The Settlement House’s Long History and Continuing Role in North Brooklyn
Local settlement houses have a long and honorable history in North Brooklyn and they have served as a cultural and educational oasis for generations of local youths. Still, many people might not fully appreciate the historic and current role settlement houses play in our area.
Settlement houses first appeared in England in 1884. Several young graduates from Oxford and Cambridge saw that the working class had little access to education or to culture, so they opened the first settlement house and hoped to share their knowledge and culture with their low-paid, poorly educated neighbors. The idea quickly spread to America where millions of illiterate, or semi-literate, immigrants with little or no English language skills began to populate the nation’s cities.
Many middle-class Americans feared that these immigrants and their children posed a danger to American culture and democracy. Something had to be done to help “Americanize” these newcomers and the settlement house quickly became the answer.
In 1889, Jane Addams and Ellen Gates Starr founded the famous Hull House Settlement House on Chicago’s west side. Hull House served the needs of recently arrived immigrants from Eastern Europe and it served as a model for approximately five hundred similar institutions that sprang up around the country.
Two settlement houses based on Hull House were founded in North Brooklyn. One was funded by Brooklyn’s richest man, Charles Pratt, on the ground floor of his model apartment building, The Astral Apartments, which still stands on Franklin Street and is listed on the National Register of Historic Places. The settlement house in the building ran a kindergarten, English language classes, home economics courses and civics classes for many of the newly arrived immigrants from Poland, Russia, Lithuania, and Italy.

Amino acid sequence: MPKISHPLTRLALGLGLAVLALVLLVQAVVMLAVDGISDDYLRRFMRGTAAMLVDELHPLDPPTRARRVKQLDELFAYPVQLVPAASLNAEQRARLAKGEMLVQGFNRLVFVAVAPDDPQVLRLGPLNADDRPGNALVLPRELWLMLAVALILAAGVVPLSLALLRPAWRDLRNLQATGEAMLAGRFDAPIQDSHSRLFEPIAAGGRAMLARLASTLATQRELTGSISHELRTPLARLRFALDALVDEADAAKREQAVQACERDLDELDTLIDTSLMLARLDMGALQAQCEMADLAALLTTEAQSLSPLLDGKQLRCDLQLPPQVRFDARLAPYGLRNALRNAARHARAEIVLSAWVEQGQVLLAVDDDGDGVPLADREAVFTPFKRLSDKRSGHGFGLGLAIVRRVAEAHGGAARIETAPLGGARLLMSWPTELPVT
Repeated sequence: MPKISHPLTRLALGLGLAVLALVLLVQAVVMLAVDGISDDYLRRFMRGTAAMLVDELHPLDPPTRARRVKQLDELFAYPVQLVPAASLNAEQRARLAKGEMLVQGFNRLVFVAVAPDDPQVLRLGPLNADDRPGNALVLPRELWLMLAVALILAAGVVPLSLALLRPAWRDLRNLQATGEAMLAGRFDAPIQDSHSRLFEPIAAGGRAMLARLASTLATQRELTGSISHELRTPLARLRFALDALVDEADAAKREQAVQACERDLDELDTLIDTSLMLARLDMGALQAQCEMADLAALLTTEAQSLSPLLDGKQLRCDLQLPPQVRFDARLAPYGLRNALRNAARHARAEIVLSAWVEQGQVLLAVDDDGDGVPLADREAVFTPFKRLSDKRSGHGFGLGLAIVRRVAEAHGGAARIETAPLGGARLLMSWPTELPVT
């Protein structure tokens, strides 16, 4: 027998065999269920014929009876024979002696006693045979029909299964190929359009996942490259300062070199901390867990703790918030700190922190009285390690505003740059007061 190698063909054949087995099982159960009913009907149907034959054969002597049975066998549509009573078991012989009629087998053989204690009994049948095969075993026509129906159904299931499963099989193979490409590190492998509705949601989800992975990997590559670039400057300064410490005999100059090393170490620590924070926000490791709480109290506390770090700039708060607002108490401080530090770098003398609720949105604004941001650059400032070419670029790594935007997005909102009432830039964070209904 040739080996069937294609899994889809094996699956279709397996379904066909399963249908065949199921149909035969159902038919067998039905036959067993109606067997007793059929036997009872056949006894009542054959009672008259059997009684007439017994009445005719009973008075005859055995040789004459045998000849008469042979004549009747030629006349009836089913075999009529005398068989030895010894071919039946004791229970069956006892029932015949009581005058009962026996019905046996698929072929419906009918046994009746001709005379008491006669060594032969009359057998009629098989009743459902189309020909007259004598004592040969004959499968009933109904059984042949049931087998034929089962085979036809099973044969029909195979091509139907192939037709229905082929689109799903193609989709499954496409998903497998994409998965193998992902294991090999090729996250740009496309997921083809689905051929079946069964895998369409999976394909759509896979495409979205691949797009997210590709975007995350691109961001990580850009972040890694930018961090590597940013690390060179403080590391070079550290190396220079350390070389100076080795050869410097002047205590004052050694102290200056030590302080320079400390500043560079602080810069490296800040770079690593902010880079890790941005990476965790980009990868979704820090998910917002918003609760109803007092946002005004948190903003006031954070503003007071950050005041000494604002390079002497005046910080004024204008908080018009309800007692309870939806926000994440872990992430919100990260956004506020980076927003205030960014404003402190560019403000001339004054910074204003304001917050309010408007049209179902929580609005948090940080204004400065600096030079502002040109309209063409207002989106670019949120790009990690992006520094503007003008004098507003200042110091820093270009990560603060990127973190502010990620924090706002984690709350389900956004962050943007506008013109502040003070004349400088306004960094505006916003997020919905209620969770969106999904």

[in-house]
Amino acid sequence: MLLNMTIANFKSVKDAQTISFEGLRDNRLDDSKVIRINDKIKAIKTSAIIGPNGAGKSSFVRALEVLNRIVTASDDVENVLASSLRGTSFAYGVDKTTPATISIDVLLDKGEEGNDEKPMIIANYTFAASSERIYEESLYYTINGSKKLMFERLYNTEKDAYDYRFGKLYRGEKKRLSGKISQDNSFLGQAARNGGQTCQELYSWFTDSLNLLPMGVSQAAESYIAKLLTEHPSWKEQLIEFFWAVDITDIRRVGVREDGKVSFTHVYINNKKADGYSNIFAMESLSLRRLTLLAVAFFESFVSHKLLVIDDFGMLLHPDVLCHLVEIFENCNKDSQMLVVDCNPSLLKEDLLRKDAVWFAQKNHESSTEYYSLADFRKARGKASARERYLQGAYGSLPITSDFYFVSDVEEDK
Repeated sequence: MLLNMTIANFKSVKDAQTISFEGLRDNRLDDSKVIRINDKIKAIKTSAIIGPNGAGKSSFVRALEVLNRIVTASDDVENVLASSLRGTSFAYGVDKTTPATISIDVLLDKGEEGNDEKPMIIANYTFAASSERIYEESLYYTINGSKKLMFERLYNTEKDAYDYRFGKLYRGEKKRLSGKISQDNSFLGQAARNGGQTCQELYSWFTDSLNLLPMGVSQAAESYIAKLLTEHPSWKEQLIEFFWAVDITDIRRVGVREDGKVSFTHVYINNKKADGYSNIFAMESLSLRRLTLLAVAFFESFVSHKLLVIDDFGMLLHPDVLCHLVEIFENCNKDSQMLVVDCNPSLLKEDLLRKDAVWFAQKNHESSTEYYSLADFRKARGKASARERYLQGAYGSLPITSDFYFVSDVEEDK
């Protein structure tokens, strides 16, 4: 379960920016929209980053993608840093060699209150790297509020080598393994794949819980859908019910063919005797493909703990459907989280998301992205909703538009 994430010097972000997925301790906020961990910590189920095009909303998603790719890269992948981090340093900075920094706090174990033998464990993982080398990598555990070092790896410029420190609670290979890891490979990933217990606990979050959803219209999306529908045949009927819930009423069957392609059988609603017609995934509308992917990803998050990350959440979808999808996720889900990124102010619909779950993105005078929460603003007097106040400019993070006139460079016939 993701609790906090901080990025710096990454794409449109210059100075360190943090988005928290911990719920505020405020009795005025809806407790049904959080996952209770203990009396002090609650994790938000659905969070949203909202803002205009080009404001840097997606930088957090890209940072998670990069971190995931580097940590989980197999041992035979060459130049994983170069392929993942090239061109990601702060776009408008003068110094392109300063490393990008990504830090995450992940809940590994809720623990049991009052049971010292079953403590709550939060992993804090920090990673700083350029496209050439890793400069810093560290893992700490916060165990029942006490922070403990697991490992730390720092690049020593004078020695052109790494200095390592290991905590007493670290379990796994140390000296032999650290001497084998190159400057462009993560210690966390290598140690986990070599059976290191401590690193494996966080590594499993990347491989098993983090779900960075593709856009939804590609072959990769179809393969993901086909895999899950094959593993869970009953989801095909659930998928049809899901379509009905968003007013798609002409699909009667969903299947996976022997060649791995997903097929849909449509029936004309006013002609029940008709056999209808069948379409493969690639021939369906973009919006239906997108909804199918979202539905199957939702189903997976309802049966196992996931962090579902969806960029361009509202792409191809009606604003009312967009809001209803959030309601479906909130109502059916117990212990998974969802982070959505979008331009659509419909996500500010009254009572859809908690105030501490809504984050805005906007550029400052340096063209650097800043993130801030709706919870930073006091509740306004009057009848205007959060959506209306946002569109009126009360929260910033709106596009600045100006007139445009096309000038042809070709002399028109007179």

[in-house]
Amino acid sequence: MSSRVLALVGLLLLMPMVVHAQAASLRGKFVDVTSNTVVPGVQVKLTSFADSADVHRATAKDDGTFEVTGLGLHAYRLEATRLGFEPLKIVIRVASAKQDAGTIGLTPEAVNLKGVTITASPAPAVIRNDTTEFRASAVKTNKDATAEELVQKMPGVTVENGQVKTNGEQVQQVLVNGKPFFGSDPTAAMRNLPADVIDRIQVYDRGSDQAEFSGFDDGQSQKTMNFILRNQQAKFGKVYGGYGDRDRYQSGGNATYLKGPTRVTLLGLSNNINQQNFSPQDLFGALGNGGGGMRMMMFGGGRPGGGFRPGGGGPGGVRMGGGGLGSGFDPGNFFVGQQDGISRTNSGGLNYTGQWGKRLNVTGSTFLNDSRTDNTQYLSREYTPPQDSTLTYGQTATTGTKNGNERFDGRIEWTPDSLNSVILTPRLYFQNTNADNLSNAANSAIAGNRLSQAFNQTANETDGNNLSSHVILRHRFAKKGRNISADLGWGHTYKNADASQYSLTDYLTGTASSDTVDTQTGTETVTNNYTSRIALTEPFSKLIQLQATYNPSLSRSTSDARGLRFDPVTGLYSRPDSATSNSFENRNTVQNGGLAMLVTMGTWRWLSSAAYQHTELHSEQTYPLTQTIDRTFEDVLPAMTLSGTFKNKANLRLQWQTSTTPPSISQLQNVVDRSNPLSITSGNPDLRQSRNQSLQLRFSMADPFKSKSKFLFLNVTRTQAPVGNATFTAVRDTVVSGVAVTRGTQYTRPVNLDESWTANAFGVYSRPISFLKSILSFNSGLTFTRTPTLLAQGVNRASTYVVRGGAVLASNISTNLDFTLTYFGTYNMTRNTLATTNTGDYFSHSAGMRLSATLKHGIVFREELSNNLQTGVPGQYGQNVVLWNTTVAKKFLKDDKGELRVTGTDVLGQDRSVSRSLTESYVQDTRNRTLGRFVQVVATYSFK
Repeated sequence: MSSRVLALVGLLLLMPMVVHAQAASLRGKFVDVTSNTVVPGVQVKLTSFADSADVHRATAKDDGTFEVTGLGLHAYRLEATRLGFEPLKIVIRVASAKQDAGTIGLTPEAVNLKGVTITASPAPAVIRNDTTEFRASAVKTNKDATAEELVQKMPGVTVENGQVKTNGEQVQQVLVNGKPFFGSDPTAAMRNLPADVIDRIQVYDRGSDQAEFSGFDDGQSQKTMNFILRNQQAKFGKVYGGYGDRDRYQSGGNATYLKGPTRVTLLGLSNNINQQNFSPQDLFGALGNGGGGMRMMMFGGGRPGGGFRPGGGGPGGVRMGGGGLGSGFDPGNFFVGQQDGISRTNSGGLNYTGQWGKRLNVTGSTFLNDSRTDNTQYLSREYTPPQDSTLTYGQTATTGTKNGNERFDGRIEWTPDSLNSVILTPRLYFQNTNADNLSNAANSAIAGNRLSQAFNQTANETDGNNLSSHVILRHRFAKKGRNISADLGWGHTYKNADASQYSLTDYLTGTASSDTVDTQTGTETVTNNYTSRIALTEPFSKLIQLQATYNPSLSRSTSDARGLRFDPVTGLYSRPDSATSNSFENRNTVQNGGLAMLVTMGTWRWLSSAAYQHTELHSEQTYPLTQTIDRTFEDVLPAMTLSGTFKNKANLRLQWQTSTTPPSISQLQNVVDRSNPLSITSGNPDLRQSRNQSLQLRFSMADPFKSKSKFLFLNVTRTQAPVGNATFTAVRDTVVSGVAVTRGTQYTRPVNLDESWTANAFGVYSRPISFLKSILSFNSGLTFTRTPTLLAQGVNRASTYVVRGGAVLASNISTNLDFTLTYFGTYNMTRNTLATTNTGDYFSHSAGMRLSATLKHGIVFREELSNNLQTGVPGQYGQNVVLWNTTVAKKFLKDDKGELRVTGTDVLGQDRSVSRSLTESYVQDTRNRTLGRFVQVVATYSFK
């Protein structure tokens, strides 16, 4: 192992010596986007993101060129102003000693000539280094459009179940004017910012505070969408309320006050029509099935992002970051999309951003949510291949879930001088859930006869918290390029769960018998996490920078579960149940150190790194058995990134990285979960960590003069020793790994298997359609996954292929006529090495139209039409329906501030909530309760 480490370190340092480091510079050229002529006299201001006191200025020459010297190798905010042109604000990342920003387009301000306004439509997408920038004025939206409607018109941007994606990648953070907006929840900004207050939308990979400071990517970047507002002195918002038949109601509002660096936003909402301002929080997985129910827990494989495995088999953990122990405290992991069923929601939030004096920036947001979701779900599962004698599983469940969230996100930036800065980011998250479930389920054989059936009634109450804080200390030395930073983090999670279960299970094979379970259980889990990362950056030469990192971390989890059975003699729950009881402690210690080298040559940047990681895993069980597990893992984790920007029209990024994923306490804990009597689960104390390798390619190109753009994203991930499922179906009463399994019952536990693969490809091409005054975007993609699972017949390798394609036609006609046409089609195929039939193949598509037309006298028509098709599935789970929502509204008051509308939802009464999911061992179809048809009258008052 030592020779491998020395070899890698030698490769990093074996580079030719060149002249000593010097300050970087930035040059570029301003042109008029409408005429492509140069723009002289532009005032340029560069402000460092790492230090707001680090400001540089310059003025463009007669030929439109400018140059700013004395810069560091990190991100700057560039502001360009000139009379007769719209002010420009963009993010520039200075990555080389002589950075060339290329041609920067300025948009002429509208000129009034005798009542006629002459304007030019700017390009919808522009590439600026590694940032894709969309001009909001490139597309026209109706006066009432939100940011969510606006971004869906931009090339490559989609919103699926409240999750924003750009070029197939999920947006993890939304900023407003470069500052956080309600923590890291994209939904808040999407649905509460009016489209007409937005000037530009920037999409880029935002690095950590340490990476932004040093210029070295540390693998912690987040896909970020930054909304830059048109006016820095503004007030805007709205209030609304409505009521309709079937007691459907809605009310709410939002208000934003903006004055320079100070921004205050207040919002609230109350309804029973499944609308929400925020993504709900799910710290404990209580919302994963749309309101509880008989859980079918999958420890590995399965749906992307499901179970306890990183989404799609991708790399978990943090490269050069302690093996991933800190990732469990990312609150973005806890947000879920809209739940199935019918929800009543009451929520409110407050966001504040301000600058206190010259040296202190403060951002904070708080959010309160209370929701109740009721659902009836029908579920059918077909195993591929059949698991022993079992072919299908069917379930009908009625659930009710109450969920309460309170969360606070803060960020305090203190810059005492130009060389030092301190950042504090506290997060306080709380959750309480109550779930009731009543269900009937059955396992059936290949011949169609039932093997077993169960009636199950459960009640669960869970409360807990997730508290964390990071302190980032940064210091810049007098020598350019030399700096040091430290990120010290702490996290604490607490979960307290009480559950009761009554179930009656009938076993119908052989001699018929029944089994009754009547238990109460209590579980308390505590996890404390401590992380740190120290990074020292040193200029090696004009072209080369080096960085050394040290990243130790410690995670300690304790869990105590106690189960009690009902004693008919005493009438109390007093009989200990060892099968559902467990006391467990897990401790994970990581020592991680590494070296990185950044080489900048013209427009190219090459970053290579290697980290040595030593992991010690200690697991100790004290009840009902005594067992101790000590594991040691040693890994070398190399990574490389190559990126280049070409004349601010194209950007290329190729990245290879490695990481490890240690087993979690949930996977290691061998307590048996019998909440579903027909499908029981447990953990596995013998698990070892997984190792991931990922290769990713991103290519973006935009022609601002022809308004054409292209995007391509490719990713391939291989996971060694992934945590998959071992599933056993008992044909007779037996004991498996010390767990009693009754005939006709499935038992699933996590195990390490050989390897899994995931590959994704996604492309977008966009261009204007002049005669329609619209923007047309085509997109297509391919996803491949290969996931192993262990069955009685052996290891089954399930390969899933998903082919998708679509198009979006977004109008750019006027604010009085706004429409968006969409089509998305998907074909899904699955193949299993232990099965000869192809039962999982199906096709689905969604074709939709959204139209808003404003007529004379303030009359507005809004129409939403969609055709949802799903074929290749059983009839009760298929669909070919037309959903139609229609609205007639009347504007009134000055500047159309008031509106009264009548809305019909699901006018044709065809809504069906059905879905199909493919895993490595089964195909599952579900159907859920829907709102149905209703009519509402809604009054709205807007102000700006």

The other settlement house was destined to become famous thanks to the author of the classic novel “A Tree Grows in Brooklyn” Betty Smith who was educated at least partly in Greenpoint and at the settlement house on Jackson Street, which was started just after the turn of the century by a local principal in an effort to shield the area’s children from the effects of poverty. Upper-class Brooklynites volunteered in the settlement house and an anonymous donor put up money to buy the building.
Born locally on December 15, 1896 to German immigrants, Smith grew up in poverty in Williamsburg and had to combine a job and school. One of the most formative influences on young Smith was the time she spent at the Jackson Street Settlement where she learned to sew, dance sing and act on stage.
In 1943, she published her blockbuster novel, which soon was made into a film. A 1945 Brooklyn Daily Eagle article described her return to the settlement house and the pride that the directress took in the success of its most famous pupil.
The tree that serves as the chief metaphor for the book grew in the back of the settlement. Smith in the novel, however, placed it in the back of her building. The protagonist notices a tree is growing out of the cement. This type of tree, known as the ‘Tree of Heaven,’ only grows in the poorest of neighborhoods and the worse conditions. It can thrive in cement and without water or fertilizer. The tree represents the tenacity and strength of the poor inhabitants of the neighborhood, who survived with little food or money.
Like the tree that receives so little care and nourishment, the people of the Williamsburg in Smith’s story survived and even thrived in such extreme poverty without adequate food, while wearing threadbare clothing, through which they feel the biting cold.
The 1945 Eagle article also mentioned that the tree Smith described in the book was actually cut down because of an infestation of caterpillars, but still grew back.
It was at the settlement that Smith saw the personification of education and refinement in the person of her settlement house teacher whom she described, “Miss Jackson can live in the middle of a dirty neighborhood and be fine and clean like an actress in a play; someone you can look at who is too fine to touch.” Jackson inspired Smith to achieve and the rest is history.
Though North Brooklyn is profoundly different from the early days of the settlement’s founding there are still many local children like Betty Smith whose lives could be changed by exposure to all that the settlement houses have to offer. That’s why news of the new settlement house on Jackson Street is so welcome.